Top 10 Reasons the Ladies Loved Sports in 2012
2012 brought us the Summer Olympics in London and an historic election for marriage equality, making it a guaranteed great year in sports. After these and other important moments in women’s athletics this year, we look to 2013 for even more excitement!
10) 30-year-old Christmas Abbott became the first female NASCAR pit crewmember. She made her debut in the Snowball Derby in Decemberas a front tire changer.
9) Iraqi War veteran Liz Carmouche became the first openly gay fighter to join the Ultimate Fighting Championship (UFC) circuit. The first fight ever between two women will take place on February 23, as Carmouche will take on Ronda Rousey.
8) The U.S. women's gymnastics team – Jordyn Wieber, Aly Raisman, Gabby Douglas, Kyla Ross and McKayla Maroney – won the gold medal in London with an overall score of 183.596. The “Fierce Five,” as they became known, were some of the most celebrated role models in the Olympic games for young girls across America.
7) 2011 WNBA Finals MVP Seimone Augustus helped the US women’s team bring home the Olympic gold this past summer. She also came out publicly in support for gay marriage, and revealed her plans to marry longtime girlfriend LaTaya Varner. On Election Day, Minnesota (where Augustus plays professionally for the Lynx) voted down Amendment 1, a constitutional amendment that would have defined marriage as a union solely between a man and a woman.
6) U.S. women's soccer took the gold in the London Olympics, defeating Japan 2-1 in the Final. The victory was especially satisfying for the Americans, having been upset by Japan in the 2011 World Cup Final. With the exception of the 2000 Sydney Olympics, the United States has won the gold in women’s soccer since it became an Olympic sport in 1996.
5) The Stanford Cardinal women’s basketball team defeated the Baylor Lady Bears 71-69 at the Rainbow Wahine Classic in Honolulu. The upset snapped Baylor’s 42-game winning streak; the Lady Bears went undefeated last season on their way to a national championship. Baylor’s all-star Brittney Griner had 22 points in the loss.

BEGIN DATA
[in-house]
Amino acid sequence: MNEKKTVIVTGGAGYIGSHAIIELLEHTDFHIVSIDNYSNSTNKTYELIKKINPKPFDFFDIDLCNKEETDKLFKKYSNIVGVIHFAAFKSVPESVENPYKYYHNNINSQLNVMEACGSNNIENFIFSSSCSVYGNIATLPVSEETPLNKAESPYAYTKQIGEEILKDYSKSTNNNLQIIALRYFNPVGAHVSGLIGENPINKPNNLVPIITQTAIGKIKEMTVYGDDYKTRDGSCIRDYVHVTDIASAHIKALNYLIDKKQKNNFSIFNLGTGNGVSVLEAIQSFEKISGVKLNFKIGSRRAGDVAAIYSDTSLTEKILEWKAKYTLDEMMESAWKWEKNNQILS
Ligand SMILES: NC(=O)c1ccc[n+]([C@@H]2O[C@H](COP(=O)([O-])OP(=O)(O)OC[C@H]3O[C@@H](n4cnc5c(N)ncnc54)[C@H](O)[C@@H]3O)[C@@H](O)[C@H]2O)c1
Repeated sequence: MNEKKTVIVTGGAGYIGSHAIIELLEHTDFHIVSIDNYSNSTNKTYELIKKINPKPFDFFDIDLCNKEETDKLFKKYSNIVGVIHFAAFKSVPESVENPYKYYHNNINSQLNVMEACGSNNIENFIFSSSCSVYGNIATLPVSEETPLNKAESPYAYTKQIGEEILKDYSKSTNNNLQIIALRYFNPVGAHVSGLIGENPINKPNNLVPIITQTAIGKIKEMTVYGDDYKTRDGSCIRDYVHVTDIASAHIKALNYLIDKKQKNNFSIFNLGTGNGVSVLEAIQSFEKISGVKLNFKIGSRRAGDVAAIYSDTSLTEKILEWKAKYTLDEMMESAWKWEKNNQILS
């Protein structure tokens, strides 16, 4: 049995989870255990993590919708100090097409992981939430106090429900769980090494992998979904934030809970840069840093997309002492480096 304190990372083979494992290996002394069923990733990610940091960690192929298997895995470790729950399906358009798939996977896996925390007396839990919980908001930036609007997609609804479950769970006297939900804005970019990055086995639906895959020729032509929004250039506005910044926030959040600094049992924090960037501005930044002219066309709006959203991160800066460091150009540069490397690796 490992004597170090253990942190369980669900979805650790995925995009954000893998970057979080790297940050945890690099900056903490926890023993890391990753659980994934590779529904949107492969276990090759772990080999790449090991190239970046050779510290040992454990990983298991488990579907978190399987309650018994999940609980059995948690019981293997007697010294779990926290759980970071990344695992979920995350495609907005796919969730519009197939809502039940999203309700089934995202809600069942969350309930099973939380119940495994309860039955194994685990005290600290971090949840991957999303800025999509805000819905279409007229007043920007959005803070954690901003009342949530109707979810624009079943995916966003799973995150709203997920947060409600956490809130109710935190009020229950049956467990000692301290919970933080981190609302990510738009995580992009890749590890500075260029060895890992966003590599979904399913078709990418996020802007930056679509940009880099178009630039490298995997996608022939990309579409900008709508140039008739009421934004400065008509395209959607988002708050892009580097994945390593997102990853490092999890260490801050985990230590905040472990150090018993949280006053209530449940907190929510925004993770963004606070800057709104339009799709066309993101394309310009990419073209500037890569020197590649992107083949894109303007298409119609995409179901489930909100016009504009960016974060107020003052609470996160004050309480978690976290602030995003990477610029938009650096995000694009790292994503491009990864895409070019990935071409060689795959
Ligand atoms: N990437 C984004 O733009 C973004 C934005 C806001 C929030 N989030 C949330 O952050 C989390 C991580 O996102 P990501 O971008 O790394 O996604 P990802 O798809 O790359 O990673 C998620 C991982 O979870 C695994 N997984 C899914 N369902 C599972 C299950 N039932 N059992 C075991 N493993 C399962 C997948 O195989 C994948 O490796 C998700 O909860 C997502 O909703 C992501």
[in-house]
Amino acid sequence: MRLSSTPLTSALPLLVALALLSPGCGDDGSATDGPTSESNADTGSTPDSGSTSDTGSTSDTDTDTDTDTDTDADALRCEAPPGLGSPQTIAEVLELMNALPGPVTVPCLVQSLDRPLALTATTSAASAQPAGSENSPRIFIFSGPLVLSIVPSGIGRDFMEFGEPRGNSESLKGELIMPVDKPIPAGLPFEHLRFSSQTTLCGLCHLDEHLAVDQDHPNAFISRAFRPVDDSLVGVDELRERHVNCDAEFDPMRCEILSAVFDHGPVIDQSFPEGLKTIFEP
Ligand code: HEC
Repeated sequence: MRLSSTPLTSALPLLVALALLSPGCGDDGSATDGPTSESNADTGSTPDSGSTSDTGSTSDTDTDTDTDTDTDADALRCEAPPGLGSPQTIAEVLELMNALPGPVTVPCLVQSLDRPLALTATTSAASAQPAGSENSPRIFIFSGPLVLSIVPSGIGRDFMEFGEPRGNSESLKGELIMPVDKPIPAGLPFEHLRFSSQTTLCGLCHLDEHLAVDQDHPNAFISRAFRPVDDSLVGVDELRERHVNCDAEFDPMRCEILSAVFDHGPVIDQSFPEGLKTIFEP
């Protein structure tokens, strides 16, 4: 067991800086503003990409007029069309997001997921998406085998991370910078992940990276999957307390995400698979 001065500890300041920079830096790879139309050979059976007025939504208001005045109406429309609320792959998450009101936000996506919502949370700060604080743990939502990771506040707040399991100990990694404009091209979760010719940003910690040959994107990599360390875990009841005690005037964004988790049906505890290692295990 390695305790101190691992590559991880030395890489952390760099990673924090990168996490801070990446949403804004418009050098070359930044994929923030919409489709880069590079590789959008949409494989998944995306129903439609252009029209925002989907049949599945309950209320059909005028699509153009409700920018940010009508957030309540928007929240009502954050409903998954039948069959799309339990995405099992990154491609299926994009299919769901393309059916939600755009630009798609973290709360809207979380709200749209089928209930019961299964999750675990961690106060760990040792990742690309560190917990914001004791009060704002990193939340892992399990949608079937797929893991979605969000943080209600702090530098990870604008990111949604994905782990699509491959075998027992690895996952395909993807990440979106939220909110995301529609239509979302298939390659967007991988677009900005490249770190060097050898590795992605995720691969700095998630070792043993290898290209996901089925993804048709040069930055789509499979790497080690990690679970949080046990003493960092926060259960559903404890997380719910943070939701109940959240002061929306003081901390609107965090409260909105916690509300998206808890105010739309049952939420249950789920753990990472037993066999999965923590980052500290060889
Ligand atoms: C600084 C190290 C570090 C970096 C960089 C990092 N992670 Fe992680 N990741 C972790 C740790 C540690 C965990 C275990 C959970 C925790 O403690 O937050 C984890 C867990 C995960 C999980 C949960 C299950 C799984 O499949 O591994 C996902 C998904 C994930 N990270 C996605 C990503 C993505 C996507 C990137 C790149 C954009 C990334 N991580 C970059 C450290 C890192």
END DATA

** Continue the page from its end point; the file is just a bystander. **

4) After leading the United States women’s soccer team to a gold medal in the London Summer Olympic Games, out lesbian Pia Sundhage stepped down as the U.S. head coach. A native Swede, Sundhage will be returning home after signing a four-year contract to coach the Swedish national team.
3) Playing in the Summer Games together for the last time, Misty May-Treanor and Kerri Walsh Jennings won their third straight Olympic gold medal. The historic pair defeated Jennifer Kessy and April Ross 21-16, 21-16 in an all-American final. Walsh Jennings and May-Treanor end their Olympic careers undefeated, having lost just one of 43 sets at the Summer Games. They are the only team in history to have won three Olympic beach volleyball medals of any kind.
2) Pat Summitt announced she’ll be stepping down as the Tennessee Lady Vols head basketball coach, less than eight months after being diagnosed with early onset dementia. Summitt has won 1,098 games and eight NCAA titles as the Lady Vols head coach, making her the all-time winningest coach in NCAA basketball history. Summit will not retire, but rather become head coach emeritus, with assistant coach Holly Warlick moving up as head coach.
1) Earlier this year, U.S. Olympic midfielder Megan Rapinoe toldOut Magazine that she is a lesbian and has been in a committed relationship with an Australian soccer player for the past three years. After the American squad went on to win the gold in London, Olympic alternate Lori Lindsey, who Rapinoe credits as having provided the final push for her own outing, came out as well. At its 41st Anniversary Gala & Auction, the L.A. Gay and Lesbian Center honored Rapinoe with its Board of Directors Award.